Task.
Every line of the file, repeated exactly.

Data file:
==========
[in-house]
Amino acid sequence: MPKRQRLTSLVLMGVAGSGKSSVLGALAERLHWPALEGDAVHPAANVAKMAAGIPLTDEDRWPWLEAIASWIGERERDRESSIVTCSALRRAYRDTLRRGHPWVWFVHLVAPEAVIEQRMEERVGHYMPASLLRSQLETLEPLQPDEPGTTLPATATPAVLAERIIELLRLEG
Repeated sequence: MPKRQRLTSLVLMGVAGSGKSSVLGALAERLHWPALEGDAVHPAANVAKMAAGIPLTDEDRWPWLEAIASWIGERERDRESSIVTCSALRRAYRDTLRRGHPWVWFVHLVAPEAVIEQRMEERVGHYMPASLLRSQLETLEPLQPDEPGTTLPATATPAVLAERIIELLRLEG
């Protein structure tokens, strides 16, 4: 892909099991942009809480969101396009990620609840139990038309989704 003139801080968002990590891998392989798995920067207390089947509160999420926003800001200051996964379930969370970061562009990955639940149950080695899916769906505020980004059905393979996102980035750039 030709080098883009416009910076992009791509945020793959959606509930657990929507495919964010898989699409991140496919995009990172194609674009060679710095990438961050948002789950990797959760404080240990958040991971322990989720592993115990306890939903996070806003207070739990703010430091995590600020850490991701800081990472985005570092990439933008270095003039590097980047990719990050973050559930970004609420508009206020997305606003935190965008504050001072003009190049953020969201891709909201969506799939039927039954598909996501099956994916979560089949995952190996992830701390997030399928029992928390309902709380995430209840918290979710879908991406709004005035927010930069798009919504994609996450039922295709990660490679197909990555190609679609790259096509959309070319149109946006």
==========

[in-house]
Amino acid sequence: MPKRQRLTSLVLMGVAGSGKSSVLGALAERLHWPALEGDAVHPAANVAKMAAGIPLTDEDRWPWLEAIASWIGERERDRESSIVTCSALRRAYRDTLRRGHPWVWFVHLVAPEAVIEQRMEERVGHYMPASLLRSQLETLEPLQPDEPGTTLPATATPAVLAERIIELLRLEG
Repeated sequence: MPKRQRLTSLVLMGVAGSGKSSVLGALAERLHWPALEGDAVHPAANVAKMAAGIPLTDEDRWPWLEAIASWIGERERDRESSIVTCSALRRAYRDTLRRGHPWVWFVHLVAPEAVIEQRMEERVGHYMPASLLRSQLETLEPLQPDEPGTTLPATATPAVLAERIIELLRLEG
């Protein structure tokens, strides 16, 4: 892909099991942009809480969101396009990620609840139990038309989704 003139801080968002990590891998392989798995920067207390089947509160999420926003800001200051996964379930969370970061562009990955639940149950080695899916769906505020980004059905393979996102980035750039 030709080098883009416009910076992009791509945020793959959606509930657990929507495919964010898989699409991140496919995009990172194609674009060679710095990438961050948002789950990797959760404080240990958040991971322990989720592993115990306890939903996070806003207070739990703010430091995590600020850490991701800081990472985005570092990439933008270095003039590097980047990719990050973050559930970004609420508009206020997305606003935190965008504050001072003009190049953020969201891709909201969506799939039927039954598909996501099956994916979560089949995952190996992830701390997030399928029992928390309902709380995430209840918290979710879908991406709004005035927010930069798009919504994609996450039922295709990660490679197909990555190609679609790259096509959309070319149109946006």